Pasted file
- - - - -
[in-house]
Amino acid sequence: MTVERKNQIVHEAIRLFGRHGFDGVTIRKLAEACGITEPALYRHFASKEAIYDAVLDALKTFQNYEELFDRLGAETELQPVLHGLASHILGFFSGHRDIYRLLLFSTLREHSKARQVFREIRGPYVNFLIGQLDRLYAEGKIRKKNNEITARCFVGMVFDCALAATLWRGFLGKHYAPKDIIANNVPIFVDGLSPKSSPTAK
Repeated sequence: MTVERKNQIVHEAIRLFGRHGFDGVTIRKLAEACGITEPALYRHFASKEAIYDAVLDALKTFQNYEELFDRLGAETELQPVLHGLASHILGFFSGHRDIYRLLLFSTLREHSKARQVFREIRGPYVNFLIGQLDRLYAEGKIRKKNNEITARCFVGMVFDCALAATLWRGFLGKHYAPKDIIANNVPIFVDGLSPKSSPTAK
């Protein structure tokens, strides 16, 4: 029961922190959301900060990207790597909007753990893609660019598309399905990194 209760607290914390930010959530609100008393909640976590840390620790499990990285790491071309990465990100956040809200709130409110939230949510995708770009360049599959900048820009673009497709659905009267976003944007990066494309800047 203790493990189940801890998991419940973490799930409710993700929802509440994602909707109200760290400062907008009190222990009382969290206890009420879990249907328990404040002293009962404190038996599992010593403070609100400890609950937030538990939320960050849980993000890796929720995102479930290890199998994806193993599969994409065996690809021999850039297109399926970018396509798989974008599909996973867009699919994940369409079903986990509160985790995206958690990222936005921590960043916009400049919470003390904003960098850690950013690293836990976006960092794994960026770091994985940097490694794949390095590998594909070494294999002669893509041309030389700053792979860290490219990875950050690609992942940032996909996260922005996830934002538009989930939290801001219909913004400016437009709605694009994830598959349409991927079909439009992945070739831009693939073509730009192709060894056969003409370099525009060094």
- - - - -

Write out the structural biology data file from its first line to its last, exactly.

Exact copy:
[in-house]
Amino acid sequence: MTVERKNQIVHEAIRLFGRHGFDGVTIRKLAEACGITEPALYRHFASKEAIYDAVLDALKTFQNYEELFDRLGAETELQPVLHGLASHILGFFSGHRDIYRLLLFSTLREHSKARQVFREIRGPYVNFLIGQLDRLYAEGKIRKKNNEITARCFVGMVFDCALAATLWRGFLGKHYAPKDIIANNVPIFVDGLSPKSSPTAK
Repeated sequence: MTVERKNQIVHEAIRLFGRHGFDGVTIRKLAEACGITEPALYRHFASKEAIYDAVLDALKTFQNYEELFDRLGAETELQPVLHGLASHILGFFSGHRDIYRLLLFSTLREHSKARQVFREIRGPYVNFLIGQLDRLYAEGKIRKKNNEITARCFVGMVFDCALAATLWRGFLGKHYAPKDIIANNVPIFVDGLSPKSSPTAK
């Protein structure tokens, strides 16, 4: 029961922190959301900060990207790597909007753990893609660019598309399905990194 209760607290914390930010959530609100008393909640976590840390620790499990990285790491071309990465990100956040809200709130409110939230949510995708770009360049599959900048820009673009497709659905009267976003944007990066494309800047 203790493990189940801890998991419940973490799930409710993700929802509440994602909707109200760290400062907008009190222990009382969290206890009420879990249907328990404040002293009962404190038996599992010593403070609100400890609950937030538990939320960050849980993000890796929720995102479930290890199998994806193993599969994409065996690809021999850039297109399926970018396509798989974008599909996973867009699919994940369409079903986990509160985790995206958690990222936005921590960043916009400049919470003390904003960098850690950013690293836990976006960092794994960026770091994985940097490694794949390095590998594909070494294999002669893509041309030389700053792979860290490219990875950050690609992942940032996909996260922005996830934002538009989930939290801001219909913004400016437009709605694009994830598959349409991927079909439009992945070739831009693939073509730009192709060894056969003409370099525009060094």